Like painters, animators use perspective and scale to create depth, and color to enhance mood, but most of the visual information in an animated film is transmitted through movement. Before animating a scene, animators study the way their subjects move, whether they are animals, people or leafy trees. Although the movements they draw are based on real life, animators often caricature or exaggerate both movement and design. Animated characters, like human actors, express themselves with gestures, mannerisms, posture and facial expressions as well as voice. A tilted head can indicate surprise. A body slanted forward suggests speed. A character freezes at a scary sound. Background movement also conveys meaning. The gentle flutter of leaves signals a breeze, but when the leaves toss and turn, it could mean a storm is coming.

Animators use the term "squash and stretch" to describe the effect of gravity on living creatures and pliable material. Racing after the Road Runner, Wile E. Coyote flies off a cliff and plummets downward. His body smashes into the ground (squash) and then elongates into a bounce (stretch). In this instance, the deformation is used for comic effect, but in more realistic situations squash and stretch lend weight to characters and make expressions such as smiles or frowns convincing.

Choosing the right look for a character is important for creating its personality. A "cute" character might be drawn with characteristics that resemble a human baby's, such as a large head, small body, high forehead, big eyes and short, plump arms and legs. A bully, on the other hand, might have a small head, a thick or nonexistent neck, a big chest, and short legs. Exaggerated features and a quirky posture could indicate a comic character. The animator can also use these traits to ridicule stereotypes. The mutant toys in Toy Story, for example, turn out to be selfless and helpful, not dangerous as they first seem to be. Handsome Gaston in Beauty and the Beast is also egotistical and mean.

Discuss with your students what animator Norman McLaren meant by the statement,"Animation is not the art of drawings-that-move but rather the art of movements-that-are-drawn." Have them think of an emotion such as anger, fear, happiness, or surprise and act it out in front of a mirror or the class.Ask them to describe the facial and body movements that communicated the emotion and explain why some people consider animators the actors of an animated film.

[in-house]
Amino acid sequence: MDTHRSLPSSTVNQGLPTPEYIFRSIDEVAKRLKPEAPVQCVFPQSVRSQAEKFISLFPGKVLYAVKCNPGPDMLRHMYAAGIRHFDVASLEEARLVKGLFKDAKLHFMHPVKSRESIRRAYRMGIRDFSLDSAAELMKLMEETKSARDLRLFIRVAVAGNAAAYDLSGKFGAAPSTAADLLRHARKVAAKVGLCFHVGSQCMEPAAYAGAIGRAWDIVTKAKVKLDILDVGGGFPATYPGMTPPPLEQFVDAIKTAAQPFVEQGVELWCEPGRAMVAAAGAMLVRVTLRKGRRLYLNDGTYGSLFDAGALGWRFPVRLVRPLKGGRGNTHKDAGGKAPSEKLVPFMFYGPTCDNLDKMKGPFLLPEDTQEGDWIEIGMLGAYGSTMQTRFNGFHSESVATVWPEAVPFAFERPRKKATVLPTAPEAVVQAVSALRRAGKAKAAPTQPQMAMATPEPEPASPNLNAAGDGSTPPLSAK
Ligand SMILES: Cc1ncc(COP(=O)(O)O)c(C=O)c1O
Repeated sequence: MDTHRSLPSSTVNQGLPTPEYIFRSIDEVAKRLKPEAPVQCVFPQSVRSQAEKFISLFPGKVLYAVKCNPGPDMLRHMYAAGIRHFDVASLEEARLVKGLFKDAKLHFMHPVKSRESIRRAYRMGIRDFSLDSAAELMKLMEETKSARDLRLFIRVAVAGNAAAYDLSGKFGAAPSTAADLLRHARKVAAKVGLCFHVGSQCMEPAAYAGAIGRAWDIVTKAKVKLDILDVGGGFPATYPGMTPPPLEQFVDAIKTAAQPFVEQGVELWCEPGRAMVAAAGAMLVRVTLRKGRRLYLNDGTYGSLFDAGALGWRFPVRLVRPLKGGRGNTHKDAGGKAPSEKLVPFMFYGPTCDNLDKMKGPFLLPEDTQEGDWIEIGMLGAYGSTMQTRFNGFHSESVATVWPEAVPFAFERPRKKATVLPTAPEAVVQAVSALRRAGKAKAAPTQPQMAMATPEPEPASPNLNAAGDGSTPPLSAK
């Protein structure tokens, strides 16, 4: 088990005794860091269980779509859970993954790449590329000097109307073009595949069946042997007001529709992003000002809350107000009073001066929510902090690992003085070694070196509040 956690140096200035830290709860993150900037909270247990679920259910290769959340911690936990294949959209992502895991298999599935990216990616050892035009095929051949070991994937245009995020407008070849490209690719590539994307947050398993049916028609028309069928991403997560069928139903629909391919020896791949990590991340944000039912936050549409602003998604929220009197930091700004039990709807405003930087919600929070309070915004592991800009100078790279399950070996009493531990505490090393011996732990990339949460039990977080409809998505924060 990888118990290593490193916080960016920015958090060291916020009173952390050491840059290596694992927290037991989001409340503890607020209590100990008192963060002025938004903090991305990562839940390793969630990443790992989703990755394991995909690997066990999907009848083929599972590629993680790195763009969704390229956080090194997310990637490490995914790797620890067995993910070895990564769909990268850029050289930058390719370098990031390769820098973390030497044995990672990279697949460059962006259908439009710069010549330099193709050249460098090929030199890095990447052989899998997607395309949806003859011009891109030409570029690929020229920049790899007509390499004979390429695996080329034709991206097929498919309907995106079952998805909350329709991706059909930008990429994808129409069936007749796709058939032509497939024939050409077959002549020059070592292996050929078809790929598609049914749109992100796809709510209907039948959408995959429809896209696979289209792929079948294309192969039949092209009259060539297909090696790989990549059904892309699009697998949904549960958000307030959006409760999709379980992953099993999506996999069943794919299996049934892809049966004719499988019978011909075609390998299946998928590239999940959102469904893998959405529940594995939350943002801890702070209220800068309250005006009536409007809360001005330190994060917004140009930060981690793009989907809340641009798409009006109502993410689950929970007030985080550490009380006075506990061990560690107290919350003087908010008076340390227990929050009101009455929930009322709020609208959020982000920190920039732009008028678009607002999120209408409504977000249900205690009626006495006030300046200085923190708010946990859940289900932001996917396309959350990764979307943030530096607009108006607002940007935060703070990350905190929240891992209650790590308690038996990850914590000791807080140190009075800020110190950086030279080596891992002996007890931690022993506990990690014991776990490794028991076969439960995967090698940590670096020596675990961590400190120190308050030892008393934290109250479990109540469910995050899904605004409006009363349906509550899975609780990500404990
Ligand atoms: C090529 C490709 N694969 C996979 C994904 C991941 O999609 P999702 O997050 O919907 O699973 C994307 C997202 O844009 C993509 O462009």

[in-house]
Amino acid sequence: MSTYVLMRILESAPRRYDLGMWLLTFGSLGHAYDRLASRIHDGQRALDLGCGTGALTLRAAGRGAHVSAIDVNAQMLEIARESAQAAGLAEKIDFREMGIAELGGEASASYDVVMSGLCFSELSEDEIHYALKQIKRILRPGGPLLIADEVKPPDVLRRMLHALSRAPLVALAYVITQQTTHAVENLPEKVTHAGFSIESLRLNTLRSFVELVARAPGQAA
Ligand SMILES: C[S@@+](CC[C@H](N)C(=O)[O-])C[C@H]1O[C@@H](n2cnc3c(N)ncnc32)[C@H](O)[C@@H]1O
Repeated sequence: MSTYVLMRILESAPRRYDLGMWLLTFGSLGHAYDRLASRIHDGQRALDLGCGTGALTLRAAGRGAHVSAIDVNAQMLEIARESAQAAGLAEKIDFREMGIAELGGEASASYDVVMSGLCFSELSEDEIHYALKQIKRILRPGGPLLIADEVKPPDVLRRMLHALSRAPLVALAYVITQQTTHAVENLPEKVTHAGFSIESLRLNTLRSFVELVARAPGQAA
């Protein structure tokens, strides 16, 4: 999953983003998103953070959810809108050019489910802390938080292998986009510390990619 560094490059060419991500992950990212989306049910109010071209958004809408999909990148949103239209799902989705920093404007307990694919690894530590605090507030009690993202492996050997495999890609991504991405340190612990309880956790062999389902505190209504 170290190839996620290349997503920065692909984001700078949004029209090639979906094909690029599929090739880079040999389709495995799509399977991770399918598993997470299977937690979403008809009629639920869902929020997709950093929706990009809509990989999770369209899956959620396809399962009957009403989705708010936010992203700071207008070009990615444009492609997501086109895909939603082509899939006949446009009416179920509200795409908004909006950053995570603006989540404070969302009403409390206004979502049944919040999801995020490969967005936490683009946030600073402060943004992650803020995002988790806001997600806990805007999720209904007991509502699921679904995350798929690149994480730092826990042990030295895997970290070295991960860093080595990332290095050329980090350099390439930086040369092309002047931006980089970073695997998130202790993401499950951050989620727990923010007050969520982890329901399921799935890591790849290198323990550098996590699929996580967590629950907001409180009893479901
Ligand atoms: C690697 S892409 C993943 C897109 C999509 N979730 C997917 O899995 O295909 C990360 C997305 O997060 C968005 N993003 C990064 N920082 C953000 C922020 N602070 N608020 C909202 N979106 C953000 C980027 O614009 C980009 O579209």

Supplementary Activity:

Show your students an animated sequence and ask them to describe the characters' personalities and to list the ways in which they First box Middle box Final box First box Second box Oscar Statuette© AMPAS ® are revealed. Some suggestions are: the opening sequence of Spirited Away, the scene in which WALL-E meets EVE in WALL-E, the sequence in Bolt when Bolt and Mittens meet Rhino, and the short Luxo Jr. You might also have your students compare the enchanted objects in Beauty and the Beast with their human manifestations. How do the animators give the same personality to each? In contrast, how do the animators of Coraline show the differences between Coraline's real parents and her "other" parents?

Animation: Creating Movement Frame by Frame

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Complete Animation Activities Guide (PDF)

Activity 1: The Origins of Animation
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Activity 2: Drawing Movement
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Activity 3: Imagining Action
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Activity 4: Learning from the Best